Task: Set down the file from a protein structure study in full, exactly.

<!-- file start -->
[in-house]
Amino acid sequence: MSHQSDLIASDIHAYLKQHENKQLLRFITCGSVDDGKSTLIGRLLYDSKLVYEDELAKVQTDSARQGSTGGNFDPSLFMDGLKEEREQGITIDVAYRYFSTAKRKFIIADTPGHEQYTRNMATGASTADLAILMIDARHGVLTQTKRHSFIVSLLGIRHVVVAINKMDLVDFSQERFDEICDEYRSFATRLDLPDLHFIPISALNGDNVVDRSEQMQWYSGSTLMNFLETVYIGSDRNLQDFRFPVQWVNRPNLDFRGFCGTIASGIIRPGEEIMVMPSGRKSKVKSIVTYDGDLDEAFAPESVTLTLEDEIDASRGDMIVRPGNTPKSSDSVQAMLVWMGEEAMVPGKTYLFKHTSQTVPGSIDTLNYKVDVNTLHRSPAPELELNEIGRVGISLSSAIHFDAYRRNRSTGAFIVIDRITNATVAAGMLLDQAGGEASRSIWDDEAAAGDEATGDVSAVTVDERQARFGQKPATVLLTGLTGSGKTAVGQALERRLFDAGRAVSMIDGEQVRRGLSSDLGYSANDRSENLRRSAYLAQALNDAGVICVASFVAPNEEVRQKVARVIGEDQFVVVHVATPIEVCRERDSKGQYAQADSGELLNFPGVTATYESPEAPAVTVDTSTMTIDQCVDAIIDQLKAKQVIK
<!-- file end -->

[in-house]
Amino acid sequence: MSHQSDLIASDIHAYLKQHENKQLLRFITCGSVDDGKSTLIGRLLYDSKLVYEDELAKVQTDSARQGSTGGNFDPSLFMDGLKEEREQGITIDVAYRYFSTAKRKFIIADTPGHEQYTRNMATGASTADLAILMIDARHGVLTQTKRHSFIVSLLGIRHVVVAINKMDLVDFSQERFDEICDEYRSFATRLDLPDLHFIPISALNGDNVVDRSEQMQWYSGSTLMNFLETVYIGSDRNLQDFRFPVQWVNRPNLDFRGFCGTIASGIIRPGEEIMVMPSGRKSKVKSIVTYDGDLDEAFAPESVTLTLEDEIDASRGDMIVRPGNTPKSSDSVQAMLVWMGEEAMVPGKTYLFKHTSQTVPGSIDTLNYKVDVNTLHRSPAPELELNEIGRVGISLSSAIHFDAYRRNRSTGAFIVIDRITNATVAAGMLLDQAGGEASRSIWDDEAAAGDEATGDVSAVTVDERQARFGQKPATVLLTGLTGSGKTAVGQALERRLFDAGRAVSMIDGEQVRRGLSSDLGYSANDRSENLRRSAYLAQALNDAGVICVASFVAPNEEVRQKVARVIGEDQFVVVHVATPIEVCRERDSKGQYAQADSGELLNFPGVTATYESPEAPAVTVDTSTMTIDQCVDAIIDQLKAKQVIK